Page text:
Upon contact with aqueous media, HPMC polymer hydrates quickly to form a protective gel layer on the matrix surface. Soluble drugs are released primarily by diffusion through this gel layer while actives with low solubility are released primarily by gel erosion. Drug release typically occurs through a combination of these two mechanisms.7,8 Rapid polymer hydration and uniform gel formation are critical to the integrity and subsequent performance of HPMC matrix systems.
Drug release rate from HPMC ER tablets depends on many factors including:
Drug release rate may also be significantly affected by the medium parameters to which the matrix is exposed, prior to, or upon ingestion, including pH, electrolytes, surfactants and enzymes.16–23
Taking into account the impact of dissolution medium on gel formation and, therefore, drug release from HPMC matrices, the influence of hydro-alcoholic media for cases when the dosage may be taken with, shortly before or after an alcoholic drink has been recently investigated in a number of studies.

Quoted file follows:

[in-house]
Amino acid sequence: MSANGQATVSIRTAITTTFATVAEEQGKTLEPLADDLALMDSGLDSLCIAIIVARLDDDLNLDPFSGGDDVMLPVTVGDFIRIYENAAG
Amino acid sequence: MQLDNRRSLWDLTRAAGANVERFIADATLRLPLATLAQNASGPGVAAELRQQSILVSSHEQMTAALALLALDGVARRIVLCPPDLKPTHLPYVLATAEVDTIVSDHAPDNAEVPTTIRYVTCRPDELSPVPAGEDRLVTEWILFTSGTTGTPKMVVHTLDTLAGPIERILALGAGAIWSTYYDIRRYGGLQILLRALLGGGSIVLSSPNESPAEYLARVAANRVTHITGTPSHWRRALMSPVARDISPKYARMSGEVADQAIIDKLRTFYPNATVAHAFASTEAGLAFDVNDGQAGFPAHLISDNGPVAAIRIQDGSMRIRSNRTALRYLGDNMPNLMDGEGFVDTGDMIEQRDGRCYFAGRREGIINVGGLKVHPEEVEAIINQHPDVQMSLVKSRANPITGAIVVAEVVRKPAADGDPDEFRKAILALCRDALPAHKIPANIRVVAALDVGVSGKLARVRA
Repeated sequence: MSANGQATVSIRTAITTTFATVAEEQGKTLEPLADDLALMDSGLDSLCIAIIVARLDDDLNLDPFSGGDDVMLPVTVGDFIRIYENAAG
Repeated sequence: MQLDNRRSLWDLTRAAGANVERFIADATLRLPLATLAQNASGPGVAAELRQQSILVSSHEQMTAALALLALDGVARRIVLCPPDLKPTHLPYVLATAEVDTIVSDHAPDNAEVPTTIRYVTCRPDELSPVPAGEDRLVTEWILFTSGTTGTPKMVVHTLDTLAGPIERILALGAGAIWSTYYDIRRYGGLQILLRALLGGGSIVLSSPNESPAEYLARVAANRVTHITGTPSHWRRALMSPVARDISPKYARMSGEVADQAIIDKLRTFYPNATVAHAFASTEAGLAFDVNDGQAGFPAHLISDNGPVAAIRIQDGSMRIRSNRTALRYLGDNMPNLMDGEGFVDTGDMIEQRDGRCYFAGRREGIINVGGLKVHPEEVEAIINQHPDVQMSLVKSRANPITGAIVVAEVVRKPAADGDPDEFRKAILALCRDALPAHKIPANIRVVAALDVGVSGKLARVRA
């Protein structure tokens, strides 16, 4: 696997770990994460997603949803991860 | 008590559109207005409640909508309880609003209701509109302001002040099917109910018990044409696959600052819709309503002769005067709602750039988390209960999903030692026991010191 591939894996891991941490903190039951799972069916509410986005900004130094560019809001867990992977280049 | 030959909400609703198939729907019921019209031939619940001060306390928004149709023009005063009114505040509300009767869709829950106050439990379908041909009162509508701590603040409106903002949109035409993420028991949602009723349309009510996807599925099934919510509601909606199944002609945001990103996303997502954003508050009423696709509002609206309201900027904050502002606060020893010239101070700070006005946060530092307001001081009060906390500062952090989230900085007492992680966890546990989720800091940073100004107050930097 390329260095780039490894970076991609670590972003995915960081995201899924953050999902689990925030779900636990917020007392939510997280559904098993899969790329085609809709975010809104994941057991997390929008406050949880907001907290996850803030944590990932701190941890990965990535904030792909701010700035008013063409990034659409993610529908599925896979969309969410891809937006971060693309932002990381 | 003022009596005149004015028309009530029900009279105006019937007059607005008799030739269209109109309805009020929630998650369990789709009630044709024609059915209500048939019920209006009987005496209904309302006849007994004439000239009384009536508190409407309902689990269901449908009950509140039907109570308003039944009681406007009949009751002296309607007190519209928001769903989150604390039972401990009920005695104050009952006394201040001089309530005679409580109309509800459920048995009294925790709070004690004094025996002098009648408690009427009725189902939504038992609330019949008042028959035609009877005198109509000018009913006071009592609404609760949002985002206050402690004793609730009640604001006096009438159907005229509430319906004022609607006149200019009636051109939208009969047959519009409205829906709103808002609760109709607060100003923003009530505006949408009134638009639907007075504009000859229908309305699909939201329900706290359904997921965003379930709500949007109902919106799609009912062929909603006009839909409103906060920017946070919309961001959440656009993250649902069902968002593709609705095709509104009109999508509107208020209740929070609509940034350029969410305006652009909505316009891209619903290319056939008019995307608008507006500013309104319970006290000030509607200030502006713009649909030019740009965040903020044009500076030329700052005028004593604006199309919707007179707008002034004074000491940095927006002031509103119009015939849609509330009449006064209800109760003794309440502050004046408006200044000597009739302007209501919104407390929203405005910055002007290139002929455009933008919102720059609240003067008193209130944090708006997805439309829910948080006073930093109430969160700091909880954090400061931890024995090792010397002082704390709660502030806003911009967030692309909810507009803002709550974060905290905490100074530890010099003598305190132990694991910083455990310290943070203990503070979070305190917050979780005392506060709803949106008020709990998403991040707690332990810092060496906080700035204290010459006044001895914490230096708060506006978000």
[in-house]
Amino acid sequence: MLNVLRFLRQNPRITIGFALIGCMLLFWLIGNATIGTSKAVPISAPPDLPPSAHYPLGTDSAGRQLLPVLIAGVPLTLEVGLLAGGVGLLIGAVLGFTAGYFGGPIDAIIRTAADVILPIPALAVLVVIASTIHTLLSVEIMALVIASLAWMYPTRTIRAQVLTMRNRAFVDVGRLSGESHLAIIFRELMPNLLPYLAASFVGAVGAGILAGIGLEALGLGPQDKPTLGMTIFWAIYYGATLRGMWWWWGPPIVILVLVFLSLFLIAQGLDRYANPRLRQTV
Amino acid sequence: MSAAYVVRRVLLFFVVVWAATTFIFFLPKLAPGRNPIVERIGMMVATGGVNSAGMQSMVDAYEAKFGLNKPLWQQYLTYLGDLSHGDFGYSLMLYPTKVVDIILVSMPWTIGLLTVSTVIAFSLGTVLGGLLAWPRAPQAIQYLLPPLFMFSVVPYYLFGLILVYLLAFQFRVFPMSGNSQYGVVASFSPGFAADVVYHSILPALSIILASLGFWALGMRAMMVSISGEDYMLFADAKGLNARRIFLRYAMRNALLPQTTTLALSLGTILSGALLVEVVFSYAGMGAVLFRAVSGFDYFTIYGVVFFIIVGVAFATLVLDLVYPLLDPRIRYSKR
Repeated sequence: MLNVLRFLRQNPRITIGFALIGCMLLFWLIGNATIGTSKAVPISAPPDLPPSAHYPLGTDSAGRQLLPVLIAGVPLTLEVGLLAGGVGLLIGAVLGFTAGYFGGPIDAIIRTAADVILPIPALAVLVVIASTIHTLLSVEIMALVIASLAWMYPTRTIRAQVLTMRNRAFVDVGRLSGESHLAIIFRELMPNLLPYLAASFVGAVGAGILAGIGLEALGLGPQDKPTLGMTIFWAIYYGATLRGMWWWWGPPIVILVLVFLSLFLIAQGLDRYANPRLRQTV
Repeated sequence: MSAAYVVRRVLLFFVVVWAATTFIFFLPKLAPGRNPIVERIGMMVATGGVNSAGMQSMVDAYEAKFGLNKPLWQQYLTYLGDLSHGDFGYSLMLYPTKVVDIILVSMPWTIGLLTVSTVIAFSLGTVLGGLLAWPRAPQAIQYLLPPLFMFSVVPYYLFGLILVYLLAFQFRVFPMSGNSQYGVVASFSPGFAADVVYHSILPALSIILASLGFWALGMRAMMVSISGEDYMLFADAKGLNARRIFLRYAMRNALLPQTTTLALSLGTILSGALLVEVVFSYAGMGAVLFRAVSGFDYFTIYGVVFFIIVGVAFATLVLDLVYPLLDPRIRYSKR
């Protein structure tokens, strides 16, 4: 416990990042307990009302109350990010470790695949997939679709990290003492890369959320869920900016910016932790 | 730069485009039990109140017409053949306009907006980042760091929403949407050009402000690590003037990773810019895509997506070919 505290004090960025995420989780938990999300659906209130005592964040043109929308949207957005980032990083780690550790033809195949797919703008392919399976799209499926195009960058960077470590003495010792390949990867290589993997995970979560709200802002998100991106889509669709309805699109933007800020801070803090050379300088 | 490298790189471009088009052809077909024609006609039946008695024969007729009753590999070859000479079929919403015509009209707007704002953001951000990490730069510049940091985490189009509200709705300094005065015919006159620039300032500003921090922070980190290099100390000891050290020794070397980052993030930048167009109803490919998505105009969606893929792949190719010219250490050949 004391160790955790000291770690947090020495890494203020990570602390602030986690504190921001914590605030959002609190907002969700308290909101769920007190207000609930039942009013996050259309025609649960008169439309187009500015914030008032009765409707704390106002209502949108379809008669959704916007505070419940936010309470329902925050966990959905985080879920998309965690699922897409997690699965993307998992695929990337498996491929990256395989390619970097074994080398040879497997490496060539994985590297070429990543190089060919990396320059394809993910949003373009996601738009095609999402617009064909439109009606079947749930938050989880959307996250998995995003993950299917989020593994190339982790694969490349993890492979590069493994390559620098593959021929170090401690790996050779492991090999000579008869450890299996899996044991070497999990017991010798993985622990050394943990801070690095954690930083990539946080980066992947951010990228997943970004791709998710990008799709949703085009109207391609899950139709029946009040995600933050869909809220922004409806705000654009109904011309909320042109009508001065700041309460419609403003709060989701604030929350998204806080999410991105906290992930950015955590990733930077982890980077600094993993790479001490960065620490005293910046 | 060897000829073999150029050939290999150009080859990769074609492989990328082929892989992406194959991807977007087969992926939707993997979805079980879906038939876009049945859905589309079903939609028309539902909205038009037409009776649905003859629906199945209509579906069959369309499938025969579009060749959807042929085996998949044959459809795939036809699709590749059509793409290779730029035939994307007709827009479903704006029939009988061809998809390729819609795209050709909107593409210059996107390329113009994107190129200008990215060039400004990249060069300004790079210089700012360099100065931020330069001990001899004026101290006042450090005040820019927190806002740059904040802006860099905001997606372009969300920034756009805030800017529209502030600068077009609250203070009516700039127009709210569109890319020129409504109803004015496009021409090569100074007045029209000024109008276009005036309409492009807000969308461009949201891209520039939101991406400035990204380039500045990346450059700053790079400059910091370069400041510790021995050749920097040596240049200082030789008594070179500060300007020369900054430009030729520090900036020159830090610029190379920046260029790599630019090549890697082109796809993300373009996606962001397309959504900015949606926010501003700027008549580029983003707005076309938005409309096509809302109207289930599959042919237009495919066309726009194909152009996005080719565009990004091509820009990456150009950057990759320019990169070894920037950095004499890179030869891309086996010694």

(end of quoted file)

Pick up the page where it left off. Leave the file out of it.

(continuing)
Accidental poisoning with ER dosage forms, although infrequent, poses special treatment problems that are often not seen with immediate release medication, as failure of an ER product can subject the body to a toxic drug level. Any unintended release of the total or a significant fraction of the active substance from an ER dosage form during a short period of time is referred to as 'dose dumping'.
The likelihood of dose dumping for certain ER products when administered with food has been investigated previously,24–27 and FDA has also issued a report to address the issue.28 However, some limited in vivo studies conducted in the 1980s showed that pharmacokinetics and the release properties of ER dosage forms were not influenced by alcohol.29
Pharmaceutical products and alcohol